Traditionally, scientific principles and facts have been crucial to science fiction writing. These principles are set in surprising, fantastical, and unusual settings with characters and situations that make the story “fiction.” Depending on the novel, short story, film, or television show, the “science” part of the genre will be more or less accurate. Some stories only acknowledge science as a loose basis for what they’re proposing, while others are more strict in their use of theories.
Explore Science Fiction
Definition and Explanation of Science Fiction
Science fiction is a genre of literature in which writers use scientific elements in combination with fictional ones in order to craft new stories. The genre rose in popularly in the last 150 years, as did scientific progress. New advancements in the computer age and with the advent of space travel meant that writers had new content and a newly receptive audience to write for. The public’s minds were opened to the true possibilities of technology, and they had a new desire to read about some of those possibilities, even though some were only loosely based on science.
Why Do Writers Write Science Fiction?
Writers choose to write science fiction in order to reflect on human nature, our interactions with technology, and most importantly, where those things are taking the human race. Science fiction novels and stories put forward various visions of the future, some more appealing than others, and readers are allowed to explore and attempt to understand them. By basing science fiction stories on something real, such as the human desire to colonize other planets, real terraforming technology, or advancements in personal communication devices, readers are able to suspend their personal disbelief and see how real and possible these worlds are.
Examples of Science Fiction Novels
Foundation by Isaac Asimov
Foundation is one of the most important science fiction books ever written. It was published as part of the Foundation trilogy that later became the Foundation series. The novel is a collection of short stories that tell the story of the Foundation, an institute seeking to preserve the galaxy after the predicted collapse of the Galactic Empire. It was published in 1951.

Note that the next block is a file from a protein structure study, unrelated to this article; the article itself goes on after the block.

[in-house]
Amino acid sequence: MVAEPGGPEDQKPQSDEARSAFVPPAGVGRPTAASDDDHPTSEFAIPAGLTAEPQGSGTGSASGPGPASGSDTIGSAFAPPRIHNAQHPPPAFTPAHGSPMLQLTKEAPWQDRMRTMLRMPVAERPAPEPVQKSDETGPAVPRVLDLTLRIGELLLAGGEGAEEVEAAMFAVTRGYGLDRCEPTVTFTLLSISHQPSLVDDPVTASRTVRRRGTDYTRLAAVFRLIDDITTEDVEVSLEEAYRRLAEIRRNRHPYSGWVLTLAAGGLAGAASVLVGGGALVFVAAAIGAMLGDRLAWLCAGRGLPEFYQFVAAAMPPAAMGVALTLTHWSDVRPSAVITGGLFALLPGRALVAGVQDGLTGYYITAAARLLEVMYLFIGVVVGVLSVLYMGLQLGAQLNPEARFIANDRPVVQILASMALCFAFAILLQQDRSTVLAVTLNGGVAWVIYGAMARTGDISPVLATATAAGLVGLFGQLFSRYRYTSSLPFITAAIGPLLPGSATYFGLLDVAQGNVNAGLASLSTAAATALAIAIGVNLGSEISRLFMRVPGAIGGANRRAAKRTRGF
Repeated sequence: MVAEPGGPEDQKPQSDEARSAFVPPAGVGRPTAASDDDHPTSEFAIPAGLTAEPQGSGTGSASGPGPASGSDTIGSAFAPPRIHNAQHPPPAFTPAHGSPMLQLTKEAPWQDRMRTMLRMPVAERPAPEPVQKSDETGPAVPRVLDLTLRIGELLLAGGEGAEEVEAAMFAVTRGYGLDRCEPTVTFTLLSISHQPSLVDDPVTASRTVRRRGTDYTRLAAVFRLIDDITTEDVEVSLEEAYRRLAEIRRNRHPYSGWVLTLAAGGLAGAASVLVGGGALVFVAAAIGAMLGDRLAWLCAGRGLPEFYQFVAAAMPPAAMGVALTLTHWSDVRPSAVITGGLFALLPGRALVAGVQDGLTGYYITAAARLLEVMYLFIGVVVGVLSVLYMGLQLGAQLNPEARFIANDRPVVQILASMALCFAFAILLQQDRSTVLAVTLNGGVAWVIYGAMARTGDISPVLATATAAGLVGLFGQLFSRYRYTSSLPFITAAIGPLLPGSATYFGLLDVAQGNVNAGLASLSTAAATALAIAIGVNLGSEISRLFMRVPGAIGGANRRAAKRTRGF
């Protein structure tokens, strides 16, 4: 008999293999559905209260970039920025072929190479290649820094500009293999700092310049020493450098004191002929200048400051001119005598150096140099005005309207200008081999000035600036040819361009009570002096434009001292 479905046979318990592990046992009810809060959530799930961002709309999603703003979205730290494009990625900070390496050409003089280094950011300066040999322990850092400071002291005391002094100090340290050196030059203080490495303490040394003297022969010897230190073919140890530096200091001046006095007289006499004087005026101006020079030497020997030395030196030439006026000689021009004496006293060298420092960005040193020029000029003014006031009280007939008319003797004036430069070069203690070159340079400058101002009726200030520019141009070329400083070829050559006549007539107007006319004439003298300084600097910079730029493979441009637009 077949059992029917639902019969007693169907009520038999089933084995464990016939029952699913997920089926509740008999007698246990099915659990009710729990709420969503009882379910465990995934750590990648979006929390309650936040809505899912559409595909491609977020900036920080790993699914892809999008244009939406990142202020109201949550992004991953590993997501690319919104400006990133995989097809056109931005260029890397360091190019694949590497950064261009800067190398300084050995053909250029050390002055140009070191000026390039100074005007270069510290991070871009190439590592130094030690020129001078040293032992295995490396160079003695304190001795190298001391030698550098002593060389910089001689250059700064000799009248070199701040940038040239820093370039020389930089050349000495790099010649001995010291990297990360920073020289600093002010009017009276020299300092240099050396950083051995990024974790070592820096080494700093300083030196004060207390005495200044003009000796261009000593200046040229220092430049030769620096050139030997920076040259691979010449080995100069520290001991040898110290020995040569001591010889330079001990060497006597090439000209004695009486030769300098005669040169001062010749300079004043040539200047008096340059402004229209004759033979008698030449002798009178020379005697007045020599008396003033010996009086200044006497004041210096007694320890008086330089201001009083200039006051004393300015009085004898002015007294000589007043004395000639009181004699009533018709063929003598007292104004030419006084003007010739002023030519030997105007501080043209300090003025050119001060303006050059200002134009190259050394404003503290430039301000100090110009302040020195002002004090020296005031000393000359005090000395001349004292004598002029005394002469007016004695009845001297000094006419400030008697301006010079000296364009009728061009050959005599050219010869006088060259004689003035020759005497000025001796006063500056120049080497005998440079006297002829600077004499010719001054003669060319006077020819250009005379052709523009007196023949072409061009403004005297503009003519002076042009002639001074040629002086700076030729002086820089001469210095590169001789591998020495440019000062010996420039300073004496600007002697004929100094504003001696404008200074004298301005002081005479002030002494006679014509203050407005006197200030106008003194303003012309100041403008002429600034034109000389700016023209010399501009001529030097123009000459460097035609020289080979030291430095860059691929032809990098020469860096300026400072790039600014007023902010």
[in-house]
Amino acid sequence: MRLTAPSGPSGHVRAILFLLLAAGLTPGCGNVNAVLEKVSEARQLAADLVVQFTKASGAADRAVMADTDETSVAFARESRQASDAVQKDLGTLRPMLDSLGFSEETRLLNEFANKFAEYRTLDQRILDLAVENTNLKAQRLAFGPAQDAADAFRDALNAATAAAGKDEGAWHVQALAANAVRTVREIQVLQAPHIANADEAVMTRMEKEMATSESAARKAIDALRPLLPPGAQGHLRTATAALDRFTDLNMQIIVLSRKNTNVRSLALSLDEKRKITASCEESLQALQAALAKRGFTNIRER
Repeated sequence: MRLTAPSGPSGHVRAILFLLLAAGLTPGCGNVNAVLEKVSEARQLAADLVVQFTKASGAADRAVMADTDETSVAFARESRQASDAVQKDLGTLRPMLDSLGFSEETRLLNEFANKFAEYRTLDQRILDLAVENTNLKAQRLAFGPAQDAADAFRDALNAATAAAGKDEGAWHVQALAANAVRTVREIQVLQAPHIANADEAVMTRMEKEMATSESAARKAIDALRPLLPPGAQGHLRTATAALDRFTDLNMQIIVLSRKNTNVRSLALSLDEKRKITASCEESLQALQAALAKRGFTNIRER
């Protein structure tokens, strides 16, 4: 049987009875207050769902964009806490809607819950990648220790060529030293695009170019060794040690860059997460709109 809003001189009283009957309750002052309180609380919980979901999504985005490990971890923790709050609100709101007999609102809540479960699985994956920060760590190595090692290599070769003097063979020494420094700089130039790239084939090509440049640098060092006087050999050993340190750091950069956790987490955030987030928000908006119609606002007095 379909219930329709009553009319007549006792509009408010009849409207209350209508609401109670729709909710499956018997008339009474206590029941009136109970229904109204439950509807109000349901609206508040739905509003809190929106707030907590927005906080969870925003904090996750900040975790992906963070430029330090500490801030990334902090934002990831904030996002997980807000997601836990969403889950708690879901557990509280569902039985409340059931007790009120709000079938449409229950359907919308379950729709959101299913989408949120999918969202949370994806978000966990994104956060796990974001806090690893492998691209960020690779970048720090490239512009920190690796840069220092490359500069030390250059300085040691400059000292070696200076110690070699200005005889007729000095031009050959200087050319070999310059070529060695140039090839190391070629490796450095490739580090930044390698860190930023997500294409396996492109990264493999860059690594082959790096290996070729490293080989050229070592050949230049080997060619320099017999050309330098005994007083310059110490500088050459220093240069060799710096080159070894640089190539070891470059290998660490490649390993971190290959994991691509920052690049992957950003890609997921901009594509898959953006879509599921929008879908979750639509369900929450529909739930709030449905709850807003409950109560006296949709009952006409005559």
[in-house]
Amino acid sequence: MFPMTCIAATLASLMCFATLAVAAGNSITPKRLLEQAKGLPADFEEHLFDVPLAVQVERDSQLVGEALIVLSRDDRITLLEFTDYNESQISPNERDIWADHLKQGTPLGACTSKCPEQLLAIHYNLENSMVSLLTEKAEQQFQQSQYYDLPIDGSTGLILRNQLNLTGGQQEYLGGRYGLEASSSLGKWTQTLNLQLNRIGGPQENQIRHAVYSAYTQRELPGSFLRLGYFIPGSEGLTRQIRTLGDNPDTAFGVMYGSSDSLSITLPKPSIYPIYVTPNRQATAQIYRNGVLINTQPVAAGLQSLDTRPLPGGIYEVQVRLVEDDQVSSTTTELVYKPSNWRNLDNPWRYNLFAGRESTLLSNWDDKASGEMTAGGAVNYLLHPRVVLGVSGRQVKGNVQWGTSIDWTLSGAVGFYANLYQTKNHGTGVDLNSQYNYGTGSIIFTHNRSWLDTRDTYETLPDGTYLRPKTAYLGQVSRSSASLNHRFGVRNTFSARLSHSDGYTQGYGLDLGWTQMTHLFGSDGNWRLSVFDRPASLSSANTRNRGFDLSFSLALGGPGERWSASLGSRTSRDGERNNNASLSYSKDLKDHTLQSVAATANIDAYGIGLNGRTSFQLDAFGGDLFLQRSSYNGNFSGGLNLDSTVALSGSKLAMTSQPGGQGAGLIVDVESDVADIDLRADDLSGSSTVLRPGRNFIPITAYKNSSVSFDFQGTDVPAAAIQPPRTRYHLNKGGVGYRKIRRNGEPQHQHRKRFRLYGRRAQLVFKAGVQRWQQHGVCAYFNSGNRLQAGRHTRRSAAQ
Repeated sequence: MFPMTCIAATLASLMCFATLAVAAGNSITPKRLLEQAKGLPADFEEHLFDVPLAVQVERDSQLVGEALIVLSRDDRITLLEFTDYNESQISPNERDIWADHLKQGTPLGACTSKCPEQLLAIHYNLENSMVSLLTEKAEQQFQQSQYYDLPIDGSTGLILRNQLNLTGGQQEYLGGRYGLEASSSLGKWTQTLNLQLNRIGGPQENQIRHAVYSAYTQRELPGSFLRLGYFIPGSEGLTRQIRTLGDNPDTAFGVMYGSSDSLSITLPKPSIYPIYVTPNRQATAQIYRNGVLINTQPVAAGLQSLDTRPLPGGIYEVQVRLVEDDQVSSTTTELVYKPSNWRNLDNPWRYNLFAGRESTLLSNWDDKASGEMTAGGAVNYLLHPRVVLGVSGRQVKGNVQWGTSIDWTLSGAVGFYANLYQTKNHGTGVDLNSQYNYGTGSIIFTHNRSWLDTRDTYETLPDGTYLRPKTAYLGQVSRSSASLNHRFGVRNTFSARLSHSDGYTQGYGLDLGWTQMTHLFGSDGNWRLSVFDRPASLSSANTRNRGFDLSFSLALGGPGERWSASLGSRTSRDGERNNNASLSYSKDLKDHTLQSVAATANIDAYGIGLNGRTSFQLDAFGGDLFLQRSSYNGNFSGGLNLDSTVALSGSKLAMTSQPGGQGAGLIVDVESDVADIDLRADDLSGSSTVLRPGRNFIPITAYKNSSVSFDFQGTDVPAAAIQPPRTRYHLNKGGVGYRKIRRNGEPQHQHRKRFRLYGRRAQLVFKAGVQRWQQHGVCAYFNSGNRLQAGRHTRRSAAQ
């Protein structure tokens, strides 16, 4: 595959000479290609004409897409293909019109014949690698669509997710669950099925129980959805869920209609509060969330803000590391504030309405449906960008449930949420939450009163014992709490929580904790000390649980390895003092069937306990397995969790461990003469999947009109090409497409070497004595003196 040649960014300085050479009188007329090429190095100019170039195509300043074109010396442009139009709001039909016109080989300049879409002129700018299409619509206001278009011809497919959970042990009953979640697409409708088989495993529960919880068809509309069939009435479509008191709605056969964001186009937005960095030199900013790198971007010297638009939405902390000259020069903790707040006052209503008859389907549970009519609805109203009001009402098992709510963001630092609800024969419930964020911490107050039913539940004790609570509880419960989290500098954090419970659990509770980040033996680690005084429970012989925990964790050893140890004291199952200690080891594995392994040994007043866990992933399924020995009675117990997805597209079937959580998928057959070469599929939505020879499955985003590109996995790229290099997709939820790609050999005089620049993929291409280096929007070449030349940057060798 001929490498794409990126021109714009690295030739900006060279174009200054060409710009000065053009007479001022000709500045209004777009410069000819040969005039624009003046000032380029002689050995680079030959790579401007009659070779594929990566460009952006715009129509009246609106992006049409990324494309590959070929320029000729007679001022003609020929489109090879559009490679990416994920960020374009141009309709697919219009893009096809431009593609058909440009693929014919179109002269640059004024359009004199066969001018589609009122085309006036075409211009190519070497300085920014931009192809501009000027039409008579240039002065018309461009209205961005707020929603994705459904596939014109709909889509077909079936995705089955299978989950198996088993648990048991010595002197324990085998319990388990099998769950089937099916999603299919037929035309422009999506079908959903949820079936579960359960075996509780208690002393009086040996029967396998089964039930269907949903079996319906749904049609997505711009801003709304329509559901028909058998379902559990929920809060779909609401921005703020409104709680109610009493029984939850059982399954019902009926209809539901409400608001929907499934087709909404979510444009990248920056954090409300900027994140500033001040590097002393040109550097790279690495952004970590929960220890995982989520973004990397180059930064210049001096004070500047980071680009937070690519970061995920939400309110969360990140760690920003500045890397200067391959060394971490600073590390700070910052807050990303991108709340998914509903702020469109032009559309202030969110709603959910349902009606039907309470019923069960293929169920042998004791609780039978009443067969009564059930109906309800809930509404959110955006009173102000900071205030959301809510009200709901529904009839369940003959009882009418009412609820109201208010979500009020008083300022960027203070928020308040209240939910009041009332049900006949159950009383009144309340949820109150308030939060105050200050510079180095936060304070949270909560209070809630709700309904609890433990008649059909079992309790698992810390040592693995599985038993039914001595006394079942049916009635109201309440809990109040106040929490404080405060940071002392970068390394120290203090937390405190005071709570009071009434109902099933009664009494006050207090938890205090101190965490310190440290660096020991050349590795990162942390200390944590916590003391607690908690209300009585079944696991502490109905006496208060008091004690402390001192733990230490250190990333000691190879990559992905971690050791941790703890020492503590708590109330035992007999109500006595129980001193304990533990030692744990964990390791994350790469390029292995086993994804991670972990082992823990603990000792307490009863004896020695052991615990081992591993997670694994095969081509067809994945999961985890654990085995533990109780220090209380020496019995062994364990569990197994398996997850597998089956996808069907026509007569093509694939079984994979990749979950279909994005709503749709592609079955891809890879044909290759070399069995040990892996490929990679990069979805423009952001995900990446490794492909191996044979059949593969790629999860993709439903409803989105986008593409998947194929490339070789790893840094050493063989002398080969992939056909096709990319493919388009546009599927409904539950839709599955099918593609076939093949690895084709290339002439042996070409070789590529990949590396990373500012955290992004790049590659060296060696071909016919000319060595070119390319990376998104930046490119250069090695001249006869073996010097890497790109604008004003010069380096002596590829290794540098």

A Stranger in a Strange Land by Robert Heinlein
A Stranger in a Strange Land was the first science fiction novel to enter The New York Times Book Review‘s best-seller list. It also won the 1962 Hugo Award for Best Novel. It was published the year before and told the story of Valentine Michael Smith, a man born and raised on Mars and returned to Earth by the Martians who cared for him. He spends the novel escaping captivity on earth, exploring the human world, and revealing powers he acquired on Mars.
Rama by Arthur C. Clarke
Rama is the first book in the Rama series. It was written in 1973 and took place in the 2130s after humanity discovers a cylindrical alien ship floating, presumably abandoned, through space. The investigation of the ship takes up the majority of the first novel. It turns out that the ship is almost unfathomably massive, at an incredible 31x 12 miles. The human scientists and astronauts who enter the ship initially believe the massive interior to be completely empty, but slowly, more and more oddities reveal themselves, including a crab-like creature, alien flowers, and more. The novel is usually recognized as one of the most important novels of Clarke’s career.